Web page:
At UAB, the 27 Med-Grad students take classes where clinicians and patients offer real-world perspectives on diseases and current treatments. Students pick the diseases they want to learn about, find clinicians working in that area, invite patients to class, and sometimes visit hospitals and clinics. For example, during their class on HIV, a UAB clinician walked the class through the history of HIV and AIDS, explained the challenges of treating HIV infection, and introduced the students to a patient activist.
In addition, the students spend time at a drug discovery firm, the Southern Research Institute, learning how to screen for new disease treatments. Welch says it’s vital for students to be exposed to career opportunities outside of academia. “A lot of science graduate students will end up working in other settings, in industry, at foundations, and so on,” he says. “Those places are structured very differently than a university lab.”
The program’s directors also help place students in labs that ask basic science questions about human diseases. When Rudicell arrived at UAB, she began rotating in different labs before making a decision about what she wanted to study. Former Med-Grad program director Tom Clemens encouraged Rudicell to work with Hahn, a renowned biologist who first traced the origin of HIV to chimps in west-central Africa. Rudicell started with a ten-week rotation, and Hahn invited her to stay. Rudicell says she was thrilled at the opportunity to work with Hahn on such groundbreaking research.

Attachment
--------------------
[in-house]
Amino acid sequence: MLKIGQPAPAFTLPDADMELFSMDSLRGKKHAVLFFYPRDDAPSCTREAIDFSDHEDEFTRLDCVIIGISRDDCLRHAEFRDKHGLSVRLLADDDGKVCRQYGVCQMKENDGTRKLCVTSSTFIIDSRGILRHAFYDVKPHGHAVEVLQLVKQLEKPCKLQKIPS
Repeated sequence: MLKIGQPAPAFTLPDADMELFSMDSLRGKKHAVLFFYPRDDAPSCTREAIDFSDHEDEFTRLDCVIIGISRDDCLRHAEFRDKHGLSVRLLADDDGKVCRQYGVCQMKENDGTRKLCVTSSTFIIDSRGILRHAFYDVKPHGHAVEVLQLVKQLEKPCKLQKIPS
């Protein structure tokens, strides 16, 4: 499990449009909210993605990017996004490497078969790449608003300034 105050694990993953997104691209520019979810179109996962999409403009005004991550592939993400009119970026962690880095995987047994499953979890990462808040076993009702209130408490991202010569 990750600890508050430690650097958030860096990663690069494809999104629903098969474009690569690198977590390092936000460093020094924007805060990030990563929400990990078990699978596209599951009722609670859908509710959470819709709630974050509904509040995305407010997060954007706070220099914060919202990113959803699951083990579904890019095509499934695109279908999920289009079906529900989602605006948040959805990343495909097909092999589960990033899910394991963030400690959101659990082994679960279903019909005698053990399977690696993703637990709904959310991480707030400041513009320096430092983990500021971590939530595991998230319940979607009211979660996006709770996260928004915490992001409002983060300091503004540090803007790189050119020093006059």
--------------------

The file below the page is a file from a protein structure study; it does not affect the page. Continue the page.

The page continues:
Hahn began working on the problem of SIV years before Rudicell came to UAB. In 1999, Hahn reported that two of the four subspecies of chimpanzees were infected with a particular type of SIV, SIVcpz. Members of one of these chimpanzee subspecies, Pan troglodytes troglodytes, harbored viruses closely related to HIV-1, which pointed to that subspecies as the likely source of HIV-1. To identify the chimpanzee reservoir of HIV-1 in the wild, Hahn set out to survey the geographic spread and genetic diversity of SIVcpz across the African continent. Since chimps are endangered and cannot be tested in the wild, she and her lab members developed techniques to test chimpanzee feces for SIV, and they teamed with Goodall, who has been observing the Gombe chimps since 1960, and her colleagues there.
After four years of study, Rudicell and the other team members analyzed their data and realized that the infected chimpanzees were dying early. After lots of double-checking—including laborious re-testing each sample of chimp feces—the team learned that the infected chimps were dying about 10 to 16 times faster than those not infected with SIV. The team used tissues samples from chimps who had died in Gombe Park to confirm that they had symptoms of an AIDS-like disease, including a damaged immune system. Hahn’s team also used their knowledge of which chimps had SIV to show that female chimps infected with the virus had fewer babies and those babies were more likely to die. “It’s probably been going on forever and a day,” Hahn says. “We just didn’t know about it.”
For now, Rudicell is continuing her work on the distribution of SIV in chimps and finishing up her graduate degree. “I handed the torch to Rebecca about a year ago, so now she is in charge of the study,” Hahn says. Rudicell, who is in her fourth year of graduate school, is not sure where her nascent career will lead. She enjoys her current work and might opt to continue studying HIV in apes and monkeys. Or she might try her hand at science policy. “I’m keeping my (options) open,” she says.
Either way, Welch says completing the Med-Grad fellowship will help her. “If we equip the students with a handful of skills that put them at a competitive advantage, they’ll have better careers,” he says. “And society will get more bang for its educational buck.”